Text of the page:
Do you ever look at a young singer taking on a song that may be slightly beyond them, and say maybe that isn’t the right choice — that you do need to have some of that life in you before you take on a certain tune?
Absolutely. There are certain tunes that I’ve just started singing in my forties. It doesn’t mean you have to be a certain age to sing them, it just means you have to have a certain amount of life experience. It’s a matter of when that time hits in your life. Billy Strayhorn wrote Lush Life when he was 17 or 18 years old, and God only knows the life experience that led him to write that then, but I can only sing that now, at 42.
And you know that by reading a lyric, or by actually singing it through? How does that honesty come to you?
Both. I can read it through and know that it’s right for me, but then when I sing it it’ll start to take form. The act of singing is a very emotional experience, so that will bring more things out, and I’ll surprise myself sometimes with where tunes will go, emotionally.
That must be really gratifying, when it surprises you that way.
Sometimes it’s in a joyful way. It’s not always a dramatic interpretation. So many times at the end of a tune, I’ll burst out laughing because it was such a joyful experience.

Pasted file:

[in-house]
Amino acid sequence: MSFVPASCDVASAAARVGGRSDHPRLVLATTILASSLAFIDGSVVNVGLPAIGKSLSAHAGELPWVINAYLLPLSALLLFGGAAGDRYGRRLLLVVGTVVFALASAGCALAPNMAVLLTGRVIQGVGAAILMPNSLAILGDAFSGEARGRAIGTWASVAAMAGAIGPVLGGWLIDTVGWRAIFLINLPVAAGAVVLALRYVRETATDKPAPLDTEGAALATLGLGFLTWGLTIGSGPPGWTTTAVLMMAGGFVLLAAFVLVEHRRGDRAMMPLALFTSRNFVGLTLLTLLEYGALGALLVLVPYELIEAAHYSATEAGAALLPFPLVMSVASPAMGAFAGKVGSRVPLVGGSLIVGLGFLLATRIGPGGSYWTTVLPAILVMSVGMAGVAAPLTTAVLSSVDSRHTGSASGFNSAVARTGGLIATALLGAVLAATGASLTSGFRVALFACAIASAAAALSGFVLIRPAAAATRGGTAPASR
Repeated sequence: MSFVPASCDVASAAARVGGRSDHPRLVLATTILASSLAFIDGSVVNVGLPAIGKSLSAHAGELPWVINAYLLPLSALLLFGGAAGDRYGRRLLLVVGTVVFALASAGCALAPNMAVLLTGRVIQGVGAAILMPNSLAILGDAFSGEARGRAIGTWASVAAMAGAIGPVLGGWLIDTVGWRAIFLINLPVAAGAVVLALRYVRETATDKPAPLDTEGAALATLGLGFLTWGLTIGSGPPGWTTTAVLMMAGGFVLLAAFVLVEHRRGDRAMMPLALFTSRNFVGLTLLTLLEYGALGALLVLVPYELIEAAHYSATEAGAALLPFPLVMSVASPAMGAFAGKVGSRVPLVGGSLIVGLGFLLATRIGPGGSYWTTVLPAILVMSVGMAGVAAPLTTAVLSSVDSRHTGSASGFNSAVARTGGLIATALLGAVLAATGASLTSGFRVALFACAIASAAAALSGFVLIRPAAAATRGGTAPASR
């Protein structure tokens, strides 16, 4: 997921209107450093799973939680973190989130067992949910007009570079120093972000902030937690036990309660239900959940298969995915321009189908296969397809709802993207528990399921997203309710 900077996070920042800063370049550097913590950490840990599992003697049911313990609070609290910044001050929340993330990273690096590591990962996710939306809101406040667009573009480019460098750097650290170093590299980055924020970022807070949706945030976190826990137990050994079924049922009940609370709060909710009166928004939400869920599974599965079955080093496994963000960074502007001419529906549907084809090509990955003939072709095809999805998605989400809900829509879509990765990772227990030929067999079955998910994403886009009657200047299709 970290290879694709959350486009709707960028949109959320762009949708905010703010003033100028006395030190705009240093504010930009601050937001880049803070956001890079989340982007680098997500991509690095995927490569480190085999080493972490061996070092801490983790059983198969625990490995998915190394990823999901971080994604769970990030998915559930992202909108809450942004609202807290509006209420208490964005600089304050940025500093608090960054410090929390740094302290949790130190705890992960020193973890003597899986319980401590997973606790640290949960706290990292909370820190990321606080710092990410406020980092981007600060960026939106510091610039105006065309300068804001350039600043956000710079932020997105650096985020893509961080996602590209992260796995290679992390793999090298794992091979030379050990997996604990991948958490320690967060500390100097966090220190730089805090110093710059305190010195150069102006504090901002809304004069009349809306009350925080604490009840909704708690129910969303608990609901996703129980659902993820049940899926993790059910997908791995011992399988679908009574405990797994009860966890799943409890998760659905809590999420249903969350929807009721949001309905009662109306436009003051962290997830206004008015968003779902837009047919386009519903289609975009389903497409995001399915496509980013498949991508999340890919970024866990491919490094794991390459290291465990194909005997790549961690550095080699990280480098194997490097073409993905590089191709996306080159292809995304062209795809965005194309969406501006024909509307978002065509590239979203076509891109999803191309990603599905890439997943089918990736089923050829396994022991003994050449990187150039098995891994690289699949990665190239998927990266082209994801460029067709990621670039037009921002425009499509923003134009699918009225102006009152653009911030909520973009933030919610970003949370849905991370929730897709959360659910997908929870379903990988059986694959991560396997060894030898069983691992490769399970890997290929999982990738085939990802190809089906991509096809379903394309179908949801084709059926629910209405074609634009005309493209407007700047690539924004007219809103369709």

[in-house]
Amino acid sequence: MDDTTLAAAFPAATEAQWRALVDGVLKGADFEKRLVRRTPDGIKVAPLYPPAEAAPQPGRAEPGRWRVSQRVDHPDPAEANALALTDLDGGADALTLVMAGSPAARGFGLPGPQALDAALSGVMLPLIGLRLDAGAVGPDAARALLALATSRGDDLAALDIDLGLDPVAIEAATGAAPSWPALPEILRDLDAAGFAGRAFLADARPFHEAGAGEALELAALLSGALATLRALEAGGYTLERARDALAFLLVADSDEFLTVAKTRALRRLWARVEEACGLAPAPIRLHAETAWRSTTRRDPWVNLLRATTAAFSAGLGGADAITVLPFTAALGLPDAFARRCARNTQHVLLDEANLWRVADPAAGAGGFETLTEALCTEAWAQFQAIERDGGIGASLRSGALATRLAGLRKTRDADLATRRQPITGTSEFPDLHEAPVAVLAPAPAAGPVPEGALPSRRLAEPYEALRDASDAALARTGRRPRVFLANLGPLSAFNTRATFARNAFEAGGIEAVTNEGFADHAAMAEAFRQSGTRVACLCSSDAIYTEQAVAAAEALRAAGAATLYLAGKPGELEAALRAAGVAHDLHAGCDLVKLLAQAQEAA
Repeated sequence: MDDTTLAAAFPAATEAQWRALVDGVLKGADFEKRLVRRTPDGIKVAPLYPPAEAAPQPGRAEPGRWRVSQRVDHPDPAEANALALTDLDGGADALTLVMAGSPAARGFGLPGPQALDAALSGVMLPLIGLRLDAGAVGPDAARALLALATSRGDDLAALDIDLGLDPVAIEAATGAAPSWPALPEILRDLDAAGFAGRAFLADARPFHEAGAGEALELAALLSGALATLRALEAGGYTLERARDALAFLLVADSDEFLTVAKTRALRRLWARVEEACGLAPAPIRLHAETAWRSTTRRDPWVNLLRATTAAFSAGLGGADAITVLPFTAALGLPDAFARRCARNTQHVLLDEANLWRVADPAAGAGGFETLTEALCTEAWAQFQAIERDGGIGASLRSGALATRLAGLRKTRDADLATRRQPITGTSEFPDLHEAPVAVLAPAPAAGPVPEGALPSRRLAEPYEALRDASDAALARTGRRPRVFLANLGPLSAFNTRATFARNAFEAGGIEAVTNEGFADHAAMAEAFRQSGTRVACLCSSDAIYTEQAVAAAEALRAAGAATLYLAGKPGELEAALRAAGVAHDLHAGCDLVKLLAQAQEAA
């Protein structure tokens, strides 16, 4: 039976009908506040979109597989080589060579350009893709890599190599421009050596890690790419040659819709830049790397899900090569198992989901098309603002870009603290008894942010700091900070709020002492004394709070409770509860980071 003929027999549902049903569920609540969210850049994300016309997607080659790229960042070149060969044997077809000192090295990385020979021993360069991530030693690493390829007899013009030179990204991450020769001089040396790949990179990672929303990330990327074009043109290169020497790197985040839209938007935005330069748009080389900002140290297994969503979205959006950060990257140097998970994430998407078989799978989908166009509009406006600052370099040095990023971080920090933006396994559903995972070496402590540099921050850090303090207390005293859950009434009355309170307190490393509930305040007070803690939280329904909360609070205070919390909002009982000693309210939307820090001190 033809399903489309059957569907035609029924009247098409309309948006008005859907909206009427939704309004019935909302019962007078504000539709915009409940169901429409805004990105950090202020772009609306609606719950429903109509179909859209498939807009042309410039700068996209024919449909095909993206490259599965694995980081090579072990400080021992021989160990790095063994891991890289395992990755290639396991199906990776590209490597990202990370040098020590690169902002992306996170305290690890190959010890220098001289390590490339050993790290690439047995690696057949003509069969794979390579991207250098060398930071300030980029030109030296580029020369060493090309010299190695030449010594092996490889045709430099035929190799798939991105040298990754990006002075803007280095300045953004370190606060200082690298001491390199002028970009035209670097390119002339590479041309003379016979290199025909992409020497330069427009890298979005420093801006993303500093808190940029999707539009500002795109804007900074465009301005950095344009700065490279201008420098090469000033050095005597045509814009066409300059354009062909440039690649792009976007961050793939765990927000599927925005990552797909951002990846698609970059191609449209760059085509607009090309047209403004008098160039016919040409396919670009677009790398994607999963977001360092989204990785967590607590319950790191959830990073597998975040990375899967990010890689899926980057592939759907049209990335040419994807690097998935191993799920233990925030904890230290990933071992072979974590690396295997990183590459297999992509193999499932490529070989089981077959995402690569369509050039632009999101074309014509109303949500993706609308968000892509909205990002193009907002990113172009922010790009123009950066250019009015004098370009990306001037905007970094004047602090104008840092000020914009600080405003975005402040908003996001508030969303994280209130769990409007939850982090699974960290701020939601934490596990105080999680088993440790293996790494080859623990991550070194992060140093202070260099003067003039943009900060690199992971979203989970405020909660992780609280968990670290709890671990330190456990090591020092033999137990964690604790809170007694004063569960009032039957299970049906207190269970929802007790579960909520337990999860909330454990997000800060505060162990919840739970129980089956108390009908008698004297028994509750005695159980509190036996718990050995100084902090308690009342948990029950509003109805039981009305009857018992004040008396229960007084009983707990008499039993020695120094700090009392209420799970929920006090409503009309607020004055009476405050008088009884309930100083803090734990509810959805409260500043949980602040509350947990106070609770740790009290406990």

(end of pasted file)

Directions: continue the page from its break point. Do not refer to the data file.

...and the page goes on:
Outside of being a professional, do you think that everybody has the ability to sing? Sometimes you meet someone who says, “I can’t sing at all,” and I’m not so sure about that. What are your feelings about someone having the ability to access musicality on some level?
We’re all born singing and dancing. Every single little baby in this world loves to sing and dance, and then it gets socialized out of us as our joy gets killed, as we move toward adulthood and all of those basic human joys get socialized out of it — especially boys, it’s terrible. So yeah, I think singing is for everyone, the same way I think dancing is for everyone. Yeah, there are varying degrees of ability … but I think it’s for absolutely everyone to enjoy. It feels wonderful to sing.